The National Gallery has revealed the results of research into the role of the slave trade in its own history.
A research project first begun in 2018 is taking an “all-encompassing approach” to tracing links between slave-ownership and individuals connected in some way to the Gallery.
To date, the research project has focused on 19th-century trustees and donors, as well as some important sitters and painters.
That data shows 67 people have been identified as connected in some with the slave trade, 27 related to abolition, 17 related to both slavery and abolition, and 79 not related to slavery or abolition.
Individuals which it identifies as having links to the slave trade either have links with slavery directly, had benefited from the slave trade, or had connections with the abolitionist movement.
In its research, it defines slavery connections as including a familial relationship – direct or collateral including through marriage – a professional encounter, or third-party ownership of a painting formerly belonging to, commissioned by or depicting a slave-owner.
The Gallery clarifies that as a result of its definition of ‘connections to slavery’, a direct connection with slavery is not implied.
It has also presented in its research individuals connection to the abolitionist movement, and – given the long and complex history of the transatlantic slave trade – those connected to both.
As an example, a subject of its published research, one such subject Sir Thomas Lawrence, painted both slave-owners and abolitionists.
Diego Velázquez has also been identified as connected to both the slave trade and aboltion.
The Gallery’s research shows that Velázquez owned – either through purchase or inheritance – a mixed-race enslaved person, Juan de Pareja, who served as an assistant and whose portrait (Metropolitan Museum of Art, New York) Velázquez painted in 1650.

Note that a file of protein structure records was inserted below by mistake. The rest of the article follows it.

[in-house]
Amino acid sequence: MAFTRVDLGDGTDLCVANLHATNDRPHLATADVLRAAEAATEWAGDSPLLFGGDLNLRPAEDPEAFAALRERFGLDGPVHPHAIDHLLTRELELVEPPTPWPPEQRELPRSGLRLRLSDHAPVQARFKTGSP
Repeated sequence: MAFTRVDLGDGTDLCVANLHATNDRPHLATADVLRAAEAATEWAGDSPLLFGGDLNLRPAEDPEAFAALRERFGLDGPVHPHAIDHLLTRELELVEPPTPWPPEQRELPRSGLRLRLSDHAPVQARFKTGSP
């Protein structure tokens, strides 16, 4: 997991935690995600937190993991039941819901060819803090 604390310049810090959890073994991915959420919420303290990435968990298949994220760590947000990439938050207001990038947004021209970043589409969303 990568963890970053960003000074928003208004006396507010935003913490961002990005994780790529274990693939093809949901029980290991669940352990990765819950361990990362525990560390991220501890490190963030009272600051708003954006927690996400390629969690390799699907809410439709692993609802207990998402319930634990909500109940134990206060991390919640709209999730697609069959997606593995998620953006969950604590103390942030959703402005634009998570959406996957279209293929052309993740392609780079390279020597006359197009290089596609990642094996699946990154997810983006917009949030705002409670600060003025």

It also shows that in 1650, Velázquez signed a notarial act giving de Pareja his freedom, which came into effect in 1654. In 1653, “Velázquez made an official complaint to Philip IV requesting the removal of a chained black slave who served as guard by the door of the king’s kitchen’”.
The Gallery said it has presented the data with the goal of objectivity, using only relevant facts.
From the information provided, it said, “users will be able to determine for themselves the nature and extent of these connections.”
The hope of the ongoing research is to transparently represent the profits from plantation slavery and how this might have affected the Gallery’s early history.
The data has been generated through consultation with the online resources of The UCL Legacies of British Slave-ownership project, The Oxford Dictionary of National Biography, and The History of Parliament.
The Gallery has linked that data to National Gallery pictures associated with that person, including any works transferred elsewhere, including Tate. The data has been added to existing records of the works.
The research project started in 2018 when the Gallery approached Dr Nicholas Draper, a founder and then Director of University College London’s Centre for the Study of the Legacies of British Slavery (LBS) , and established an academic partnership to undertake systematic research into key figures in its history.
The first person researched was John Julius Angerstein (1735–1823). In 1824, the British government purchased 38 of Angerstein’s pictures as the foundation of the national collection.
Working for what became Lloyd’s of London, the Gallery explains that “Angerstein amassed a fortune through broking and underwriting marine insurance. An unknown proportion of this was in slave ships and vessels bringing to Britain produce cultivated in the Caribbean by enslaved people. Angerstein acted as a trustee of estates and enslaved people in Grenada and Antigua.”
The Gallery is now embarking on phase III of its research project, which will cover our trustees and donors from 1880 to 1920, after which it will begin phase IV, which aims to cover past picture owners as far back as 1640.